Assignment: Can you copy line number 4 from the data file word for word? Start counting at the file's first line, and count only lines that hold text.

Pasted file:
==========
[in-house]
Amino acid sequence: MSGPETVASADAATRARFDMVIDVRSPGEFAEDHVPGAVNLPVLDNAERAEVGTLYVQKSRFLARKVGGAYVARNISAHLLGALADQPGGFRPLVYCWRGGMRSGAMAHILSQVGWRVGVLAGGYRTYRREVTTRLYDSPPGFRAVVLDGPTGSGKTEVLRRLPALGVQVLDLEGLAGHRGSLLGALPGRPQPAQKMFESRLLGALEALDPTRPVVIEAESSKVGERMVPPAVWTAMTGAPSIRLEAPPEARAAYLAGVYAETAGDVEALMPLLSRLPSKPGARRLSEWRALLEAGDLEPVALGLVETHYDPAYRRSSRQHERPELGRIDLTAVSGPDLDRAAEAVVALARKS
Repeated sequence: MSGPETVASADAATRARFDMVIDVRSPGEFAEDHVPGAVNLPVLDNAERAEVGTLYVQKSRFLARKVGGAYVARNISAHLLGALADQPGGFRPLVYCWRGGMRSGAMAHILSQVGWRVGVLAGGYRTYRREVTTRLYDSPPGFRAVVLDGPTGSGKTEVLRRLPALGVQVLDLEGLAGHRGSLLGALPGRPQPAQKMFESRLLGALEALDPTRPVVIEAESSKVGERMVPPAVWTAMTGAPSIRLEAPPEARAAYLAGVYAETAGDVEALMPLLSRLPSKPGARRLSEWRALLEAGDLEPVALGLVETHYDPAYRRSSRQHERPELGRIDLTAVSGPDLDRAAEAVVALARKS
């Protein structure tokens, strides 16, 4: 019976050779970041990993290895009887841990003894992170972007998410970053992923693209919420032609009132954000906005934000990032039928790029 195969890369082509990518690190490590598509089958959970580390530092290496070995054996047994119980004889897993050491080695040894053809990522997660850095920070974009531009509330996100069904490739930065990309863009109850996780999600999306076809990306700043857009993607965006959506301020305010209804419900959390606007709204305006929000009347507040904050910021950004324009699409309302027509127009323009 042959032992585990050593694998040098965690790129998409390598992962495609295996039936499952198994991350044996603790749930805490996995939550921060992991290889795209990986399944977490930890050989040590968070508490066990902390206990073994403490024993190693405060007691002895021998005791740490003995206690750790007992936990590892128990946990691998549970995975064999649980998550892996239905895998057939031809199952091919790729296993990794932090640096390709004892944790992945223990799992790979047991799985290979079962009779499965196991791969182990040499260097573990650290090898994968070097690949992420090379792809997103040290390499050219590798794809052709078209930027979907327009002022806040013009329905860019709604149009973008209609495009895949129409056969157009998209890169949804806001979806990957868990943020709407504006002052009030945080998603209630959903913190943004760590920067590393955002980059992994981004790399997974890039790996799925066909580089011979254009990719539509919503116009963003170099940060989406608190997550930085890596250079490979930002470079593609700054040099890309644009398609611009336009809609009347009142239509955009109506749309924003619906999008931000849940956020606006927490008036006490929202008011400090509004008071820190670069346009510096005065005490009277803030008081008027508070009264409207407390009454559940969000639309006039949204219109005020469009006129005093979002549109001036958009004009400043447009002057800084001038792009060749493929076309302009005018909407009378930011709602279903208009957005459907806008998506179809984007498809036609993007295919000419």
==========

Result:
């Protein structure tokens, strides 16, 4: 019976050779970041990993290895009887841990003894992170972007998410970053992923693209919420032609009132954000906005934000990032039928790029 195969890369082509990518690190490590598509089958959970580390530092290496070995054996047994119980004889897993050491080695040894053809990522997660850095920070974009531009509330996100069904490739930065990309863009109850996780999600999306076809990306700043857009993607965006959506301020305010209804419900959390606007709204305006929000009347507040904050910021950004324009699409309302027509127009323009 042959032992585990050593694998040098965690790129998409390598992962495609295996039936499952198994991350044996603790749930805490996995939550921060992991290889795209990986399944977490930890050989040590968070508490066990902390206990073994403490024993190693405060007691002895021998005791740490003995206690750790007992936990590892128990946990691998549970995975064999649980998550892996239905895998057939031809199952091919790729296993990794932090640096390709004892944790992945223990799992790979047991799985290979079962009779499965196991791969182990040499260097573990650290090898994968070097690949992420090379792809997103040290390499050219590798794809052709078209930027979907327009002022806040013009329905860019709604149009973008209609495009895949129409056969157009998209890169949804806001979806990957868990943020709407504006002052009030945080998603209630959903913190943004760590920067590393955002980059992994981004790399997974890039790996799925066909580089011979254009990719539509919503116009963003170099940060989406608190997550930085890596250079490979930002470079593609700054040099890309644009398609611009336009809609009347009142239509955009109506749309924003619906999008931000849940956020606006927490008036006490929202008011400090509004008071820190670069346009510096005065005490009277803030008081008027508070009264409207407390009454559940969000639309006039949204219109005020469009006129005093979002549109001036958009004009400043447009002057800084001038792009060749493929076309302009005018909407009378930011709602279903208009957005459907806008998506179809984007498809036609993007295919000419």